Hutchison critics see conflict

AUSTIN, TX Critics on both sides of the political aisle say that's a conflict of interest, even if neither Hutchison has ever been accused of wrongdoing. Both Hutchisons say their dealings are entirely ethical and bristle at any suggestion otherwise.

But with Hutchison preparing to leave the Senate early after 16 years to challenge incumbent Gov. Rick Perry in next year's Republican primary, her work bringing home the federal bacon and her husband's work representing Dallas, Houston's mass transit agency and other government agencies getting a slice of it is moving into the bright lights of a potentially nasty campaign.

"There seems to be a coincidence if you will, or something beyond that -- I don't know -- of an interrelationship between the earmarks that she has sponsored in the past and the client base that he services as a lawyer," said William B. Canfield, a Republican lawyer and former senior staffer with the Senate Ethics Committee. "I think there is at least the appearance of a conflict."

Canfield and others believe the senator's pursuit of federal funding for public works projects has the potential to benefit Ray Hutchison's work as an attorney on behalf of those same projects, creating a conflict of interest.

Among the examples cited is the Trinity River Corridor Project in Dallas, a project for which Sen. Hutchison claimed credit for winning more than $50 million in public infrastructure improvements dollars. While she was seeking approval for that money in Congress, Ray Hutchison was representing Dallas to fend off a 2001 legal challenge to the project.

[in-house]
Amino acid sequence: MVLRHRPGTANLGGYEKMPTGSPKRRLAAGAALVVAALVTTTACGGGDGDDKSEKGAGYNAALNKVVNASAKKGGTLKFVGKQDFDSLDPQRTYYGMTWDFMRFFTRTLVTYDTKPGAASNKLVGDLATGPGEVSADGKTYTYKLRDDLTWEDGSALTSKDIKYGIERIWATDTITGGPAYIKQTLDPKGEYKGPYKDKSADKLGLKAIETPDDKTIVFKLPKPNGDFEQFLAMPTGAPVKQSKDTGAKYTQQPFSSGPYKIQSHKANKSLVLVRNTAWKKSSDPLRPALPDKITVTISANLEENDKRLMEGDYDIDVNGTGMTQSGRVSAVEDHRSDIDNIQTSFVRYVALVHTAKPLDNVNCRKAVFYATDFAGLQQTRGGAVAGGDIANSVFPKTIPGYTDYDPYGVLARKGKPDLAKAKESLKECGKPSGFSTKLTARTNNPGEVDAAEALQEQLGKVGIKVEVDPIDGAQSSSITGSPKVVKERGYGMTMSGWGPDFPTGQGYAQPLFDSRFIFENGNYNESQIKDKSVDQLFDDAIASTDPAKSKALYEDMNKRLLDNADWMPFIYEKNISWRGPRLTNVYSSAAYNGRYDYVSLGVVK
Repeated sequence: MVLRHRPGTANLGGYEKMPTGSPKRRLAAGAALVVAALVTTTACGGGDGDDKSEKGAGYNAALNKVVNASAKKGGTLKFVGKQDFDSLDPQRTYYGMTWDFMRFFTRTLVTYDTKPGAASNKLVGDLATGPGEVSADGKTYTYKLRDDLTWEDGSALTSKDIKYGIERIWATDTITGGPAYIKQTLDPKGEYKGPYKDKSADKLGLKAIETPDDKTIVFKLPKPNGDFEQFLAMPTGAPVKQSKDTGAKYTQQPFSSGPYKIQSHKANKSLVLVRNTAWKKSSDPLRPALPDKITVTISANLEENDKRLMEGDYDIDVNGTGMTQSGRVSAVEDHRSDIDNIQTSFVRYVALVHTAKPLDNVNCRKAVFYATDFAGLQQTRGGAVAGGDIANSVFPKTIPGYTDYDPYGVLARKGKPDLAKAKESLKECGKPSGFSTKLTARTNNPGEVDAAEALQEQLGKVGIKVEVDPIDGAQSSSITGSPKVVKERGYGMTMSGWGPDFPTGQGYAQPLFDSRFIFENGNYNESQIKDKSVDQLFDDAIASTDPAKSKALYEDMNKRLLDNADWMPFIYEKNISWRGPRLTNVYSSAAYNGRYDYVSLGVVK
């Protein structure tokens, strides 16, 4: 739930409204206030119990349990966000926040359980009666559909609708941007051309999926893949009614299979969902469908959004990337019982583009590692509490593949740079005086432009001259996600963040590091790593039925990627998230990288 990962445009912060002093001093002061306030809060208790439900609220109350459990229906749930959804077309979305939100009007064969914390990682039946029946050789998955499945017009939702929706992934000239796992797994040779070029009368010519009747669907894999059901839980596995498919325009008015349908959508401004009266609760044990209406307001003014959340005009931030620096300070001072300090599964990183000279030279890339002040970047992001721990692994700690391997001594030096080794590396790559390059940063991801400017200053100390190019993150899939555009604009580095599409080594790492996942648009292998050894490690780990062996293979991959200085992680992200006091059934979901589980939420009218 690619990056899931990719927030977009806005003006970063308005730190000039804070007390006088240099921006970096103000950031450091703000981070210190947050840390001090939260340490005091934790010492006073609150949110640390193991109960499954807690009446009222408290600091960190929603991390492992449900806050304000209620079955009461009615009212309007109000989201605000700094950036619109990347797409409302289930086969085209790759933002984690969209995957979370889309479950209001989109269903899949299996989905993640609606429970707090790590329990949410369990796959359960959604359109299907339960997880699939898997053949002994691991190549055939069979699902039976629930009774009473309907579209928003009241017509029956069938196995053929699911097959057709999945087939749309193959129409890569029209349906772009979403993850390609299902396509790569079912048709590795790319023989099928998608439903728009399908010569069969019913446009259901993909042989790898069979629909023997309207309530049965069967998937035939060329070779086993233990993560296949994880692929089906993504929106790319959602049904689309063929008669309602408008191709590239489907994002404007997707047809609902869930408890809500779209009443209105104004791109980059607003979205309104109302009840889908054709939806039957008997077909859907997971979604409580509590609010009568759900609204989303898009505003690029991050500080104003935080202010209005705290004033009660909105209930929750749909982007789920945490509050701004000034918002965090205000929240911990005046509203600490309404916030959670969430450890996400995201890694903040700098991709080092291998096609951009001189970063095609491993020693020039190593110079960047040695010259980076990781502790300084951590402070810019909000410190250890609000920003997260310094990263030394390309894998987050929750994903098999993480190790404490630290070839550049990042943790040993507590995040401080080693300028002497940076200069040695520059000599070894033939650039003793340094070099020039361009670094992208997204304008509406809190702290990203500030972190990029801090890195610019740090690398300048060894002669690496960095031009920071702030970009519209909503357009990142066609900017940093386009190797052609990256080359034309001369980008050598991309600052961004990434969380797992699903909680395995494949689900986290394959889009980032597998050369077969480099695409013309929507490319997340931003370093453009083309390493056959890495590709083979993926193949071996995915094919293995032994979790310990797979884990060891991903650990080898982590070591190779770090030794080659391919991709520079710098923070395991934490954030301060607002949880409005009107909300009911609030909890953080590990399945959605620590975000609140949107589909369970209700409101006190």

"What you feel when you're opposing a project that a senator's husband is involved with, it just feels like you're not being heard," said environmental attorney Jim Blackburn, who opposed Ray Hutchison in the lawsuit. "It makes you feel like you're beating your head against the wall when you've got that type of tight relationship going against you."

Still, Blackburn said that he knew of no specific wrongdoing. Ray Hutchison dismissed Blackburn's complaint as predictable "mouthing" from a loser in a lawsuit, and in an interview with The Associated Press he angrily dismissed the suggestion he has ever crossed an ethical line. He said the debt financing issues he works on do not depend on federal funding.

"I don't have any obligation to go and check on what's she's doing. Why should I check up on what she's doing? It doesn't affect me one way or the other," he said. "There is no conflict of interest."

Sen. Hutchison's spokesman David Beckwith said the couple doesn't talk about their day jobs and stressed that many of Ray Hutchison's clients signed on with him long before her 1993 election to the Senate.

"What you have here are two professionals, each pursuing their duties -- in Ray's case to his clients and in Kay's case to the people who elected her," Beckwith said. "There is no conflict."